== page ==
Hard facts
Evaluation as a Guide

In a medium where all activities have an aspect of experimentation, it is important to be able to link goals with outcomes.

TPL is in the unique postion of having access to students who have had a continuous 5 years' exposure to interactive learning. The profile that emerges will be an invaluable tool to understanding how technology can serve the needs of the studio partcipants and artist coach, enhancing the learning experiences of both.

What did we expect to do?
Did we do it?

In order to answer these questions, we have depended to great extent on our post-exchange data, both written and on videotape.

Videotaped Interviews
Short films about interactivity and the performing arts form the nucleus of our evaluation data and also serve to represent the experience to potential Interactive Partners and to others who are interested in integrating the performing arts and technology. Several of these movies were taken directly from the post-exchange videotaping sessions.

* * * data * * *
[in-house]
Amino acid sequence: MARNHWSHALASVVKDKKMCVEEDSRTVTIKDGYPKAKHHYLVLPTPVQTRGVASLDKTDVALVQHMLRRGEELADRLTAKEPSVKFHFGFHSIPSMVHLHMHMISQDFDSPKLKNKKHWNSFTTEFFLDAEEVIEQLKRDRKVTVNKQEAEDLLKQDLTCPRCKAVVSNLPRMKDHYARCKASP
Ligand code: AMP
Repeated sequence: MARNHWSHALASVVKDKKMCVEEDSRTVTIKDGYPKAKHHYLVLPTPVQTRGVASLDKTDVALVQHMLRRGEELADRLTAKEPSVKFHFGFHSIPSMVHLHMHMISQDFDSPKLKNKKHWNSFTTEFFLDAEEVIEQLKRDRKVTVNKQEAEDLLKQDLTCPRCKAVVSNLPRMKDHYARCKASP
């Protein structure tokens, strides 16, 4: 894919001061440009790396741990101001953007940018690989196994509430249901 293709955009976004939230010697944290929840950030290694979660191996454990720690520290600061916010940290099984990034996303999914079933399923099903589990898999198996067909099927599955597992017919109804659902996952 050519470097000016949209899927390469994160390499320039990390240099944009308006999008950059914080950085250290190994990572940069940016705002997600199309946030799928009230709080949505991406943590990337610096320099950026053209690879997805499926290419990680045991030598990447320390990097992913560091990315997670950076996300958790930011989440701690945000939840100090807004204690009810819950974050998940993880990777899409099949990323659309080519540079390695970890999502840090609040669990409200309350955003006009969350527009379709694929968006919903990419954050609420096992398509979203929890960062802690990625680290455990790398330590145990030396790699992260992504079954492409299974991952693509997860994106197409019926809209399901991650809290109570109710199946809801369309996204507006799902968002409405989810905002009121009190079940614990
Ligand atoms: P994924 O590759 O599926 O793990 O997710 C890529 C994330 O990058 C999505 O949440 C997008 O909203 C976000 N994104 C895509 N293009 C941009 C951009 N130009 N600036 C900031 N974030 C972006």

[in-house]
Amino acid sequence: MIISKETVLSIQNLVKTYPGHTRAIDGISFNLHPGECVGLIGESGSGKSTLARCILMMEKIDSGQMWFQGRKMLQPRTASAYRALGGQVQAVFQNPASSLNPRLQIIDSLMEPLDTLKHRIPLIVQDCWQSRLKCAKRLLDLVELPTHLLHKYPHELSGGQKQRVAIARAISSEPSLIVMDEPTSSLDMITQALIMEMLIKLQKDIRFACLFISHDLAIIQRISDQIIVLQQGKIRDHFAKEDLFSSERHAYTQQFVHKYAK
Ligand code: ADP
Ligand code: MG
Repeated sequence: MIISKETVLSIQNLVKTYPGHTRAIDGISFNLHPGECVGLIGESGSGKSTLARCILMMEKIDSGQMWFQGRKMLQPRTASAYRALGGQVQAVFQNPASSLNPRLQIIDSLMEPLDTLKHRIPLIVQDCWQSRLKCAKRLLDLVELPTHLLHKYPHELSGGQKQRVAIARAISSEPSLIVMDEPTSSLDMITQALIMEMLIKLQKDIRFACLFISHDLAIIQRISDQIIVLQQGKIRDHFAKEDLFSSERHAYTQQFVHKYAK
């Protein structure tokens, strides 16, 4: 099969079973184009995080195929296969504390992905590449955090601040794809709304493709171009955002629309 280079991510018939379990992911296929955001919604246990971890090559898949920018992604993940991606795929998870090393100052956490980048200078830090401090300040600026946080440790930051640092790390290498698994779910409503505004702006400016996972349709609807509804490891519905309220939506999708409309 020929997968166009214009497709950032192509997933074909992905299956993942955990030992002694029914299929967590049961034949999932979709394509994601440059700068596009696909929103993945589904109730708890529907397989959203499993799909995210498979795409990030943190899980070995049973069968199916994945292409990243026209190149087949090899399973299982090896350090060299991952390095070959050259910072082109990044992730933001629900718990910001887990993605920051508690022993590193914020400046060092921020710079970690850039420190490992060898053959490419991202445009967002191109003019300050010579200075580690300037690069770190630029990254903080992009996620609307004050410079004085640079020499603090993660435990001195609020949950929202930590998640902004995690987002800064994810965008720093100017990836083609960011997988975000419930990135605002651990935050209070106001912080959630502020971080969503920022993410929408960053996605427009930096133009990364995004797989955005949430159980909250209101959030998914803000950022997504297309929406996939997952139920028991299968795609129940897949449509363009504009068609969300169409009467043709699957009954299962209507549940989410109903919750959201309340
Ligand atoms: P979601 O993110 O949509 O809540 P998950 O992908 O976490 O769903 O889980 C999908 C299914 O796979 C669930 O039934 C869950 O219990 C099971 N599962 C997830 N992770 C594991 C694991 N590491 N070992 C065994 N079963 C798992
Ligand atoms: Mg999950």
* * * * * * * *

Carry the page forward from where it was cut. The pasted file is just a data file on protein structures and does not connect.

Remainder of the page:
When you review the chapter heading The TPL Model & DANCE, watch the movie Young Choreographers. The artists speaking are two-year graduates of a pre-professional dance program that incorporates interactivity.

Also, do check out this short movie How Kids Feel [6.3 MB].

Written Responses
You may download .pdf files of our evaluation instruments by clicking on the links below ---

• Evaluation Information Chart

• Baseline Data

• Discussion Questions

• Follow-Up Survey

• Participant (Student)

• Coach

• Technicians

A Model in Process
Generalities demand proof, particularly as the medium is untested. Yet we say unequivocally that those who participate in TPL Interactive Exchanges, if hesitant upon walking into the studio, emerge from the experience convinced that they have witnessed the application of an important new tool for coaching the performing arts. Even very young children, as in the movie to the left, make this assessment.

In the months and years ahead, we will continue to rely on a number of different evaluation tools to assess our progress. We will continue to rely on live recordings to provide the best testimony of the relative ease or discomfiture participants feel in interactive exchanges.

Another new project, TPL World Bridge, relies heavily on an extensive evaluation cmponent. We reproduce here a description of our planned evaluation program. These remarks are based on an Evaluation Plan deisgned by William Cleveland of the Center for the Study of Arts & Community.

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